(Reuters) - An author and conspiracy theorist who communicated with a longtime adviser to U.S. President Donald Trump has been subpoenaed as part of Special Counsel Robert Mueller’s investigation of Russian interference in the 2016 U.S. election, the author’s lawyer said on Wednesday.
Jerome Corsi, a contributor to conspiracy theory websites, is the latest among associates of Republican political adviser Roger Stone called to testify to a grand jury or be questioned by Mueller’s prosecutors.
In recent months, Stone has been the subject of scrutiny by Mueller’s office. Investigators appear focused on Stone’s contacts with WikiLeaks and its founder Julian Assange, according to sources familiar with the interviews of the associates.
Before the election, WikiLeaks published emails hacked from the Democratic Party and the personal email account of John Podesta, candidate Hillary Clinton’s campaign chairman.
Mueller’s office is looking into whether Stone had advance knowledge of material detrimental to Clinton that U.S. intelligence agencies have concluded was obtained by Russia through hacking, the sources familiar said. Moscow has denied allegations it meddled in the election campaign.
“We intend to cooperate with the subpoena,” said Corsi’s lawyer David Gray. He said Corsi plans to appear on Friday before the grand jury convened by Mueller’s prosecutors.
“We are assuming this is about Roger Stone,” Gray said. Gray said Corsi and Stone communicated between 2016 and 2018 and they planned to provide the computer and phone records to investigators.
Stone did not respond to a request for comment on Wednesday.
The subpoena was first reported by the New York Times.
Peter Carr, a spokesman for Mueller, declined to comment.
Corsi helped promote the “birther” movement questioning President Barack Obama’s U.S. citizenship. In 2017 he was named the Washington bureau chief for Infowars, a website run by conspiracy theorist Alex Jones. Corsi no longer works there.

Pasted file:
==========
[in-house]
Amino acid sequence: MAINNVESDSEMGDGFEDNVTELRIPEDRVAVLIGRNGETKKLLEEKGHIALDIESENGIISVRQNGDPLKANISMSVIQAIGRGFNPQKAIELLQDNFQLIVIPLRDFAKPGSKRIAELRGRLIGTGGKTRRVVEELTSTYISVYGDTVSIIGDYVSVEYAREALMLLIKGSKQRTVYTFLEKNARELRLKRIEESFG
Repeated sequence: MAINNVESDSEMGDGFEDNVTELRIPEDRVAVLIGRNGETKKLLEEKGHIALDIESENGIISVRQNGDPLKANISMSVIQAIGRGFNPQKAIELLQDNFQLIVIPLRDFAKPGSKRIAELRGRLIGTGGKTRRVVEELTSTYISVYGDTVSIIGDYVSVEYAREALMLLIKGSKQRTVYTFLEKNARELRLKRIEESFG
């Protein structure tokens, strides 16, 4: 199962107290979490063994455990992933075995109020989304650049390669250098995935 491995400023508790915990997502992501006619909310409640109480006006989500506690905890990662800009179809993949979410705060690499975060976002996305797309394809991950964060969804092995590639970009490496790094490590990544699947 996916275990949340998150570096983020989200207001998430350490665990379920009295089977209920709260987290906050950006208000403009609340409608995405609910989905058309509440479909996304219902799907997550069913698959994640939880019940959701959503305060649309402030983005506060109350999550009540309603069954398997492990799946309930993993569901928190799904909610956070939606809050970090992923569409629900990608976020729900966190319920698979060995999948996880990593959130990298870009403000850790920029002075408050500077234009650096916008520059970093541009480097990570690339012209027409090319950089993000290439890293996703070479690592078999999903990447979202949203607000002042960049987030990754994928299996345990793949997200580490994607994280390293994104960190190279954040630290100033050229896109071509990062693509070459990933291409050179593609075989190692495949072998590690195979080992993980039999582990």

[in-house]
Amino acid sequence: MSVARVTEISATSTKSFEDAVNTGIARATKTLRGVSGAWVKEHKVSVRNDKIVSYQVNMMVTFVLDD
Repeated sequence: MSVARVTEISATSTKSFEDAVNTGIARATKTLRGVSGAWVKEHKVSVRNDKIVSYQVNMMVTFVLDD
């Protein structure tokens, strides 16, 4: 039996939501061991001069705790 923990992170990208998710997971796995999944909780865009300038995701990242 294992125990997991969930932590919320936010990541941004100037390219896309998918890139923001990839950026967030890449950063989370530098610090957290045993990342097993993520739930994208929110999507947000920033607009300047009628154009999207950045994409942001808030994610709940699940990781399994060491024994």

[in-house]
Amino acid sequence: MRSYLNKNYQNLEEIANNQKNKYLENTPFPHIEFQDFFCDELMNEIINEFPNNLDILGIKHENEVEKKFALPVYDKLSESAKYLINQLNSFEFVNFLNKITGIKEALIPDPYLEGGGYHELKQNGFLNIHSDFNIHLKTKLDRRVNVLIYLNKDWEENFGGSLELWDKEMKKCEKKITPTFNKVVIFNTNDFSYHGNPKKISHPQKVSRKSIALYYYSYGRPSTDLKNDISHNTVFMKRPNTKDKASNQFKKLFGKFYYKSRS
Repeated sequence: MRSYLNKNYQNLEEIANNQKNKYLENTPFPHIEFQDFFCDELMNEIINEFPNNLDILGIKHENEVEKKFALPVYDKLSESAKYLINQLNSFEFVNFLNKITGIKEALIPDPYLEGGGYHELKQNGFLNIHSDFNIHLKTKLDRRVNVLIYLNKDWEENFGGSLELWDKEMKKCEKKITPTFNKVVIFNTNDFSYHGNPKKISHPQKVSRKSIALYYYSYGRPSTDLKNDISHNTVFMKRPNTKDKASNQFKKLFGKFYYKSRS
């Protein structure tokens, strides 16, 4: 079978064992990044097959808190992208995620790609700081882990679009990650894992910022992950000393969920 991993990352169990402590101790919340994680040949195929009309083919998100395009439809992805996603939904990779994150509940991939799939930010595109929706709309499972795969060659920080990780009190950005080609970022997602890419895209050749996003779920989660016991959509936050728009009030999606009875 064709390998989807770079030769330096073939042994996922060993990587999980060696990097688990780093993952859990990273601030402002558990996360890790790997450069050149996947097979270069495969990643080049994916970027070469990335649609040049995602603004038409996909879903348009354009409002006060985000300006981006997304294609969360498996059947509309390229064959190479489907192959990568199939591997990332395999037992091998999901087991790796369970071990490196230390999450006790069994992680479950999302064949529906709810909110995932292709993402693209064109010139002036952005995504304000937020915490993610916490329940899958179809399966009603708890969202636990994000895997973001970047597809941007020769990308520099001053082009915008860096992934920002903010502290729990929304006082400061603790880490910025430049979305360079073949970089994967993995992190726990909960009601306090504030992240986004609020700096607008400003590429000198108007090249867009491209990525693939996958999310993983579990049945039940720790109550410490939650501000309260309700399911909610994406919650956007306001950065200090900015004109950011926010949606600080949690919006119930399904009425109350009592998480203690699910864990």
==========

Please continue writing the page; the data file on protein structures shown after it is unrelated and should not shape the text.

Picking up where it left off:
Stone has said that he has neither been interviewed by Mueller’s team nor summoned before a grand jury. Stone has also told reporters that he expects to be indicted but without making clear why.
Stone, who first earned a reputation as a young pro-Nixon operative during the Watergate scandal, has said he knows of eight associates who so far have been approached by Mueller’s investigators.
Four people familiar with recent contacts by Mueller’s team to associates of Stone told Reuters that prosecutors have shown them emails and phone messages to or from Stone and questioned them about their meaning.
“Roger must have told you stuff,” one associate who testified in front of the grand jury said prosecutors insisted to him. Prosecutors pressed him on whether Stone had spoken with Assange, something the associate said he could not confirm.
The U.S. Senate intelligence panel, which is among several congressional committees investigating the Russia issue, is also looking into the role of Wikileaks, which publishes secret information.
WikiLeaks founder Assange, an Australian, is in self-exile with diplomatic immunity at the Ecuadorean Embassy in London. He took refuge there six years ago while being pursued by British authorities for possible extradition to Sweden in a since-dropped sexual molestation case.
Reporting by Mark Hosenball in London and Nathan Layne in New York; editing by Grant McCool
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